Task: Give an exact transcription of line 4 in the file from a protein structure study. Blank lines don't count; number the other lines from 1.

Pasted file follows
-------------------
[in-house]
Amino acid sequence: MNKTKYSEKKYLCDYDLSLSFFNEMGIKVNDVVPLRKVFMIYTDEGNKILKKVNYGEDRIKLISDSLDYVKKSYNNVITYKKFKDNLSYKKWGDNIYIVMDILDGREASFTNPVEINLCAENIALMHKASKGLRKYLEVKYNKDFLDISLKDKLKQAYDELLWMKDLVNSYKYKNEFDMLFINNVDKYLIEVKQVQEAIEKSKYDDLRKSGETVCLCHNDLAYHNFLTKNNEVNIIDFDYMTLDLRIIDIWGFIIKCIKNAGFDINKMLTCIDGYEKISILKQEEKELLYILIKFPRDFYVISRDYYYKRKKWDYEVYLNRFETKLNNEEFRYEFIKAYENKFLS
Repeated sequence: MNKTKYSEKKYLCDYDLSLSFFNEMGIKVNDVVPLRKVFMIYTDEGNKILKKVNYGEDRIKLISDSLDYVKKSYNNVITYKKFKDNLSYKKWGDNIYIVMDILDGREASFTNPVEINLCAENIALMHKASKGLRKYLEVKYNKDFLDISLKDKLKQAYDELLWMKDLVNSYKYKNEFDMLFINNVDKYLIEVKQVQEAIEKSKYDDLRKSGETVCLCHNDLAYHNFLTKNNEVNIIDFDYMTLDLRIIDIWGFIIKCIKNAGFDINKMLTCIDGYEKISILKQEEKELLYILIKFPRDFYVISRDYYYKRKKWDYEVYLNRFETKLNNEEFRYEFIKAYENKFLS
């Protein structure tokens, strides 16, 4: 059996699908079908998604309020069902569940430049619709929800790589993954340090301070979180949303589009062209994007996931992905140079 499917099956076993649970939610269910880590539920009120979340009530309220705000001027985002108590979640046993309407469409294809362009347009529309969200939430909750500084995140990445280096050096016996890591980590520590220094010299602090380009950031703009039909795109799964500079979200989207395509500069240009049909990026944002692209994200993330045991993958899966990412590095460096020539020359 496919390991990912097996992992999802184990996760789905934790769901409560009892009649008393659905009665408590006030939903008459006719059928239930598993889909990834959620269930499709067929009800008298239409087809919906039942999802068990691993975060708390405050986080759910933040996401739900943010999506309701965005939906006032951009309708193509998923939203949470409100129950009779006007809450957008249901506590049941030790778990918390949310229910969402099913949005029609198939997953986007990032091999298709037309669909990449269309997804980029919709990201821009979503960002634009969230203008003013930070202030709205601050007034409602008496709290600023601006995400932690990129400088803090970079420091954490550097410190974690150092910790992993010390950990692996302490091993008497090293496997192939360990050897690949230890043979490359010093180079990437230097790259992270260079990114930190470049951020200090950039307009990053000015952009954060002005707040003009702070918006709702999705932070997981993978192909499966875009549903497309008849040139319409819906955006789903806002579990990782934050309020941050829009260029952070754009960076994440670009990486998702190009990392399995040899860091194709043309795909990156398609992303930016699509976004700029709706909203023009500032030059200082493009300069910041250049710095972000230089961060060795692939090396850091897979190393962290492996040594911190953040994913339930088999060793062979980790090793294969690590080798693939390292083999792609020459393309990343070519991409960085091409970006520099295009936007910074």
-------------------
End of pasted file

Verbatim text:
């Protein structure tokens, strides 16, 4: 059996699908079908998604309020069902569940430049619709929800790589993954340090301070979180949303589009062209994007996931992905140079 499917099956076993649970939610269910880590539920009120979340009530309220705000001027985002108590979640046993309407469409294809362009347009529309969200939430909750500084995140990445280096050096016996890591980590520590220094010299602090380009950031703009039909795109799964500079979200989207395509500069240009049909990026944002692209994200993330045991993958899966990412590095460096020539020359 496919390991990912097996992992999802184990996760789905934790769901409560009892009649008393659905009665408590006030939903008459006719059928239930598993889909990834959620269930499709067929009800008298239409087809919906039942999802068990691993975060708390405050986080759910933040996401739900943010999506309701965005939906006032951009309708193509998923939203949470409100129950009779006007809450957008249901506590049941030790778990918390949310229910969402099913949005029609198939997953986007990032091999298709037309669909990449269309997804980029919709990201821009979503960002634009969230203008003013930070202030709205601050007034409602008496709290600023601006995400932690990129400088803090970079420091954490550097410190974690150092910790992993010390950990692996302490091993008497090293496997192939360990050897690949230890043979490359010093180079990437230097790259992270260079990114930190470049951020200090950039307009990053000015952009954060002005707040003009702070918006709702999705932070997981993978192909499966875009549903497309008849040139319409819906955006789903806002579990990782934050309020941050829009260029952070754009960076994440670009990486998702190009990392399995040899860091194709043309795909990156398609992303930016699509976004700029709706909203023009500032030059200082493009300069910041250049710095972000230089961060060795692939090396850091897979190393962290492996040594911190953040994913339930088999060793062979980790090793294969690590080798693939390292083999792609020459393309990343070519991409960085091409970006520099295009936007910074």